March 6, 2010

2002

I know when you do one of these online blog things you're supposed to work at it and not wait nearly three months between posts. You lose readers; any momentum you had built up is squandered because life got in the way. Some people do this for a living. And if I were getting paid to share my opinions on music with a swath of the population who are probably just criticizing what I'm writing anyway, I'm sure I'd find the time to post daily. Jenn is the real music writer on this thing.

But I hate leaving the Oughts undone. I left 2002 unaccounted for, along with the remainder of the decade.

It's funny to look back on a year-end review from a month after the year's end. According to Spin's 2002 review, the album of the year was White Stripes then rereleased White Blood Cells. Looking back on it, nearly everyone agrees that 2002 was the year of Yankee Hotel Foxtrot.

The thing about that is I thought it was shit. I couldn't listen to Yankee Hotel Foxtrot for two years without wanting to kill my ears with a q-tip. This guy was rocking the hell out of Coheed and Cambria's debut Second Stage Turbine Blade and discussing the intricacies of Control by Pedro the Lion. I couldn't see the fuss about YHF... and hated the hell out of the "sell-out" On a Wire by the Get Up Kids.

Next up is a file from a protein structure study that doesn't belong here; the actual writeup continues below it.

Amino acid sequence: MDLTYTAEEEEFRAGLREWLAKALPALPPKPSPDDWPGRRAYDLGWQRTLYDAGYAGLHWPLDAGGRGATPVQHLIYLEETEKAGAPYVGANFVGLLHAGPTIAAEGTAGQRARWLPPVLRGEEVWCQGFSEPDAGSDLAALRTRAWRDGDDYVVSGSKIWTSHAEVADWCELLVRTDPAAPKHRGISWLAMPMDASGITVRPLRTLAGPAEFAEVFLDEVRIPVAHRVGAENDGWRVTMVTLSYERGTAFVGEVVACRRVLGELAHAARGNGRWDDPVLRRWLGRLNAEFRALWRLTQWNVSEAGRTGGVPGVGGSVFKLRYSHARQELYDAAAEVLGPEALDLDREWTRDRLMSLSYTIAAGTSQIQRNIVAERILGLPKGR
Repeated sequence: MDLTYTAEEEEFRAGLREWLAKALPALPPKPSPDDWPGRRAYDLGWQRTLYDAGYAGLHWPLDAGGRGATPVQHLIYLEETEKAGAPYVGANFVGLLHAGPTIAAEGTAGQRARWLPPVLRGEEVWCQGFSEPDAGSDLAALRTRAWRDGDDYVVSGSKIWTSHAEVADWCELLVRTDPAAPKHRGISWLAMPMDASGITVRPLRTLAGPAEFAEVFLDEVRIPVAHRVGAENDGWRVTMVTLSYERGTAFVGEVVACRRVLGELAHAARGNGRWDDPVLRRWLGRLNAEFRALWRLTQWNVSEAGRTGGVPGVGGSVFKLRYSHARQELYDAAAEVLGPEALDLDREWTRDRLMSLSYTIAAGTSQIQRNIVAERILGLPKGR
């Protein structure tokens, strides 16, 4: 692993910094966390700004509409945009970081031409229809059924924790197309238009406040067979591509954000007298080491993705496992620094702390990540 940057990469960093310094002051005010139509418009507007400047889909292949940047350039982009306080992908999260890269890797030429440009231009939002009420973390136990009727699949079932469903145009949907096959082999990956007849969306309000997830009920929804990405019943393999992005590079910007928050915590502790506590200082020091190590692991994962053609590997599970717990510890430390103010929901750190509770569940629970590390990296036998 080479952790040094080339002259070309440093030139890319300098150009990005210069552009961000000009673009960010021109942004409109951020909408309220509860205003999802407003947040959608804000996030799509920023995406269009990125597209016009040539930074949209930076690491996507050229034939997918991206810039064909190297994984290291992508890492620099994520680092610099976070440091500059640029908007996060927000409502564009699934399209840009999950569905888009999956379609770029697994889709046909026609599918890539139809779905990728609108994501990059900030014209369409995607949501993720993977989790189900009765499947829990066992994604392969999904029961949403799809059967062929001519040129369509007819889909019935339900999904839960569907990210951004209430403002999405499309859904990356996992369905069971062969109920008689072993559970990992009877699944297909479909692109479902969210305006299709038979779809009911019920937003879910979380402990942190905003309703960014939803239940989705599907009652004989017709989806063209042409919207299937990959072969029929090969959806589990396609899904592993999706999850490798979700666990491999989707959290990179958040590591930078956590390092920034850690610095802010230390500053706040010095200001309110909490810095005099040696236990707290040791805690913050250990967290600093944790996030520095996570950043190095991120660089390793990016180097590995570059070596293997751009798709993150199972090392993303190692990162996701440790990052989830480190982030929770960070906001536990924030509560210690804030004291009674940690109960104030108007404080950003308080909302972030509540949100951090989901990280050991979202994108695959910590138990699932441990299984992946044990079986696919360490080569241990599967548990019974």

So 2002 wasn't a fully fleshed out year of good musical decisions. But, living in Oklahoma City at the time, I think it was inevitable that I, and probably most everybody else listening to radio that wasn't Staind or Puddle of Mudd, was drawn in to the Flaming Lips's Yoshimi Battles the Pink Robots. It was and is a big, weird, fuzzy pop freakout, tripping balls on acid. The Soft Bulletin was a great album and lesser bands who gave a shit about things like "expectations" and "pressure" would have likely played things a bit more conservatively on the follow up, maybe doing more of the same, tightening up in spots but still being solid. The Flaming Lips I don't even think care if they really move any units or make their label money. So pressure was non-existent.
The Lips took electronics and combined it with their brand of pop-rock and found a way to add spirit to the music. Electronics usually get used to take the humanity out of the music (I'm looking at you, industrial). It's just all so sublime and understated without being minimalist. The lyrics are playful and absurd without being pretentious. The album as a whole set the bar even higher for the expectations heaped on the Flaming Lips, as well as for how fucking weird you have to be to get the hell out of Oklahoma City's convoluted, inbred music scene. Yep, I went there.